According to a report by Ian Rapoport of NFL Network and NFL.com, a big disconnect that currently exists between Russell Wilson and the Seahawks is because of the year by year breakdown of the Seahawks contract, specifically the payments made in 2015. Rapoport indicated that the Seahawks offer would pay Wilson less than $20 million this season, which is a far cry from the $28 million earned by Matt Ryan and $30 million earned by Cam Newton on their extensions. This is something I had discussed as a potential problem a few weeks ago. The problem lies primarily in the other two contracts having large on the book salaries when they signed their deals compared to Wilson’s $1.542 million salary. So let’s look closer at those two contracts and see what the Seahawks are likely offering compared to what Wilson may want. Continue reading The Cash Flow Structure of a Russell Wilson Contract »
This past weekend there was again much talk about Russell Wilson’s contract with the Seattle Seahawks, mostly centered around the guaranteed portion of the contract. This was something I speculated about months ago when the Seahawks mentioned “outside of the box” thinking on Wilson’s contract and it looks to be a divisive issue between the sides. Wilson’s agent is primarily a baseball agent, a sport where contracts are fully guaranteed so it is a logical point for them to take. So let’s see if we can sort this out. Continue reading The Russell Wilson Guaranteed Salary Problem »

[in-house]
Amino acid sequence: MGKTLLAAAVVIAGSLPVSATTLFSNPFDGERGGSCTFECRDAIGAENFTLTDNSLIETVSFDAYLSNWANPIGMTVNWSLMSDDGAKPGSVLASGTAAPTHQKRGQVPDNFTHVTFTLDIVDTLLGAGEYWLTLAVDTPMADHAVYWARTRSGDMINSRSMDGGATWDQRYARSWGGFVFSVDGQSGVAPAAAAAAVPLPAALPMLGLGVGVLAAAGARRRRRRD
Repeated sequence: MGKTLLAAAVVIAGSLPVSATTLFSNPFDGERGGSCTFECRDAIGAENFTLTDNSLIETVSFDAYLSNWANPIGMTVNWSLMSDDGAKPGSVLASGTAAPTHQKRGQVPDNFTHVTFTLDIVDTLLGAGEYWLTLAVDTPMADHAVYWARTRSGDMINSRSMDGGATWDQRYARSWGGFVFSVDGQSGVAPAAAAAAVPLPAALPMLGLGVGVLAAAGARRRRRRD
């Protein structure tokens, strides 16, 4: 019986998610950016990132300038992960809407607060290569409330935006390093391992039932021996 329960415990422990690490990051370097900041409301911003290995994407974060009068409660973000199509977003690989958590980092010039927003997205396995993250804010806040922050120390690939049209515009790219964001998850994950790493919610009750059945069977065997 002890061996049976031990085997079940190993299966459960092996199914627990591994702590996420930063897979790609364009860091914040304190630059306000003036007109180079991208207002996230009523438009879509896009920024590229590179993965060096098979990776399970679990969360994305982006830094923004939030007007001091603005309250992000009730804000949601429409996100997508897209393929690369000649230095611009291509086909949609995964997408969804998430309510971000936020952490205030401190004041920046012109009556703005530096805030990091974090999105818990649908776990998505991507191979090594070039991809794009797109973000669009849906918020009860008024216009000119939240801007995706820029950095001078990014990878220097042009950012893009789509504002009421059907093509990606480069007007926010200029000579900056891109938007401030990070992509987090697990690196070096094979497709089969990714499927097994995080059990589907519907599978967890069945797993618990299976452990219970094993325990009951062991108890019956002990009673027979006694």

Estimated 2015 Cap Space: $24.0M ($143M cap limit)
Players Under Contract: 64
Pro Bowlers: 5
Unrestricted Free Agents: 16(2 with 50%+ playtime)
Draft Selection: 31
Salary Cap Breakdown
Free Agents to Re-sign
I don’t believe that Seattle needs to make a major push for any of their unrestricted free agents. If Kevin Williams looks to continue playing in the NFL he should be an affordable rotation guy to keep for another season on a one year deal. Similarly if O’Brien Schofield doesn’t test the market and will come back on another minimum type contract he will be a reasonable payer to keep in the rotation.